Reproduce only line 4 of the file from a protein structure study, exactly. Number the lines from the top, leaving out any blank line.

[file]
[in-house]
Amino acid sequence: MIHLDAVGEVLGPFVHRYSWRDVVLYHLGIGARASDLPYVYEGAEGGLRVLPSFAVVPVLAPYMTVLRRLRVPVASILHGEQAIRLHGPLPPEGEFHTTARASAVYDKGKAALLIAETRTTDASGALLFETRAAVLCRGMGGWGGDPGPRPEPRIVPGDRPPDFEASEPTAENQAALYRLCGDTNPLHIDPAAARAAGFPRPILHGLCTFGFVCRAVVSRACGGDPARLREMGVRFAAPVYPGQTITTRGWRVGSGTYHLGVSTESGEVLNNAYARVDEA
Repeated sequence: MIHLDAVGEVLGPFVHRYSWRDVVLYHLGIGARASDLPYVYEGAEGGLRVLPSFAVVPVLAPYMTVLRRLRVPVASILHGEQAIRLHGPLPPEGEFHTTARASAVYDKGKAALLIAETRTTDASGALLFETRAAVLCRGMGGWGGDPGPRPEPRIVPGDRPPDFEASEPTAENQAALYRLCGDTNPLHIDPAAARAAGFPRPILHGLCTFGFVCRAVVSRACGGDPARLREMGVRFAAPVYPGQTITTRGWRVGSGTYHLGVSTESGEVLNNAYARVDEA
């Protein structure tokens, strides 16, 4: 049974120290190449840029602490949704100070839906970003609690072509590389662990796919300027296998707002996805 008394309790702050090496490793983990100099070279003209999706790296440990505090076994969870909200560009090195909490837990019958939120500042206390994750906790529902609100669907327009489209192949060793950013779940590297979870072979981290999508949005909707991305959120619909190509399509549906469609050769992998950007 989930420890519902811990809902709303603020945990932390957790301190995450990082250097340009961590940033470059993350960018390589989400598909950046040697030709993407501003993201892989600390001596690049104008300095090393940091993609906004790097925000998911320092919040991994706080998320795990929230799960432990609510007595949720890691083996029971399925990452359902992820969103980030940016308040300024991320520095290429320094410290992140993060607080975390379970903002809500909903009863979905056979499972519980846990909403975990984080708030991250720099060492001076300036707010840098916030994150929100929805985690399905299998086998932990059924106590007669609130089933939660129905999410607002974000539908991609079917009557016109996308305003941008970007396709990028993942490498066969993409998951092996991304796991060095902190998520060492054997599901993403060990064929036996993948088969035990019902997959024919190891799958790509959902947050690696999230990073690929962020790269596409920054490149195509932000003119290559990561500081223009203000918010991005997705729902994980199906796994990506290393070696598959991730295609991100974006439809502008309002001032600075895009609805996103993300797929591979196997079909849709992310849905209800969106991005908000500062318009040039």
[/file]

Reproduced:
């Protein structure tokens, strides 16, 4: 049974120290190449840029602490949704100070839906970003609690072509590389662990796919300027296998707002996805 008394309790702050090496490793983990100099070279003209999706790296440990505090076994969870909200560009090195909490837990019958939120500042206390994750906790529902609100669907327009489209192949060793950013779940590297979870072979981290999508949005909707991305959120619909190509399509549906469609050769992998950007 989930420890519902811990809902709303603020945990932390957790301190995450990082250097340009961590940033470059993350960018390589989400598909950046040697030709993407501003993201892989600390001596690049104008300095090393940091993609906004790097925000998911320092919040991994706080998320795990929230799960432990609510007595949720890691083996029971399925990452359902992820969103980030940016308040300024991320520095290429320094410290992140993060607080975390379970903002809500909903009863979905056979499972519980846990909403975990984080708030991250720099060492001076300036707010840098916030994150929100929805985690399905299998086998932990059924106590007669609130089933939660129905999410607002974000539908991609079917009557016109996308305003941008970007396709990028993942490498066969993409998951092996991304796991060095902190998520060492054997599901993403060990064929036996993948088969035990019902997959024919190891799958790509959902947050690696999230990073690929962020790269596409920054490149195509932000003119290559990561500081223009203000918010991005997705729902994980199906796994990506290393070696598959991730295609991100974006439809502008309002001032600075895009609805996103993300797929591979196997079909849709992310849905209800969106991005908000500062318009040039």